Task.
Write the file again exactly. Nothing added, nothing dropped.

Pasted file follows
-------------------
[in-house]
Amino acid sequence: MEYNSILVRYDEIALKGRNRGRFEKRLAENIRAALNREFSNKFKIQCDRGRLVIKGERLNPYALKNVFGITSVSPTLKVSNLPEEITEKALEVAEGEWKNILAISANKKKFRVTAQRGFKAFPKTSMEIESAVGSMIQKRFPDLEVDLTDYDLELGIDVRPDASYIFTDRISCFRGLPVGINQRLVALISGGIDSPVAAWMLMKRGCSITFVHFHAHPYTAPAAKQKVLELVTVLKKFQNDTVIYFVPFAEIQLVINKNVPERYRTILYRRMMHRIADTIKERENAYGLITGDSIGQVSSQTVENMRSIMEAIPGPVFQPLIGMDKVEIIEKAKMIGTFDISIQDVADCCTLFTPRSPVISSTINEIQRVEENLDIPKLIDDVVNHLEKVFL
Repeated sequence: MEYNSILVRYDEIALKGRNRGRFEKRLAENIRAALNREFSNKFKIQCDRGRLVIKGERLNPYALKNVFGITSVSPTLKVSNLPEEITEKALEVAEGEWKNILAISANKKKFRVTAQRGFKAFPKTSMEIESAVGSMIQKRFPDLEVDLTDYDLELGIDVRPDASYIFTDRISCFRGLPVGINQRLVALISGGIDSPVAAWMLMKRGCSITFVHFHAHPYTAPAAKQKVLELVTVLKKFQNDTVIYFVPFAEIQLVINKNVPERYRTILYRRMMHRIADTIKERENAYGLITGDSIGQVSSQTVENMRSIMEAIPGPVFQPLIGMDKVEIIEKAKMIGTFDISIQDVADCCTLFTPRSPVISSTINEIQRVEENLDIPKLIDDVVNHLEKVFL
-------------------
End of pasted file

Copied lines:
[in-house]
Amino acid sequence: MEYNSILVRYDEIALKGRNRGRFEKRLAENIRAALNREFSNKFKIQCDRGRLVIKGERLNPYALKNVFGITSVSPTLKVSNLPEEITEKALEVAEGEWKNILAISANKKKFRVTAQRGFKAFPKTSMEIESAVGSMIQKRFPDLEVDLTDYDLELGIDVRPDASYIFTDRISCFRGLPVGINQRLVALISGGIDSPVAAWMLMKRGCSITFVHFHAHPYTAPAAKQKVLELVTVLKKFQNDTVIYFVPFAEIQLVINKNVPERYRTILYRRMMHRIADTIKERENAYGLITGDSIGQVSSQTVENMRSIMEAIPGPVFQPLIGMDKVEIIEKAKMIGTFDISIQDVADCCTLFTPRSPVISSTINEIQRVEENLDIPKLIDDVVNHLEKVFL
Repeated sequence: MEYNSILVRYDEIALKGRNRGRFEKRLAENIRAALNREFSNKFKIQCDRGRLVIKGERLNPYALKNVFGITSVSPTLKVSNLPEEITEKALEVAEGEWKNILAISANKKKFRVTAQRGFKAFPKTSMEIESAVGSMIQKRFPDLEVDLTDYDLELGIDVRPDASYIFTDRISCFRGLPVGINQRLVALISGGIDSPVAAWMLMKRGCSITFVHFHAHPYTAPAAKQKVLELVTVLKKFQNDTVIYFVPFAEIQLVINKNVPERYRTILYRRMMHRIADTIKERENAYGLITGDSIGQVSSQTVENMRSIMEAIPGPVFQPLIGMDKVEIIEKAKMIGTFDISIQDVADCCTLFTPRSPVISSTINEIQRVEENLDIPKLIDDVVNHLEKVFL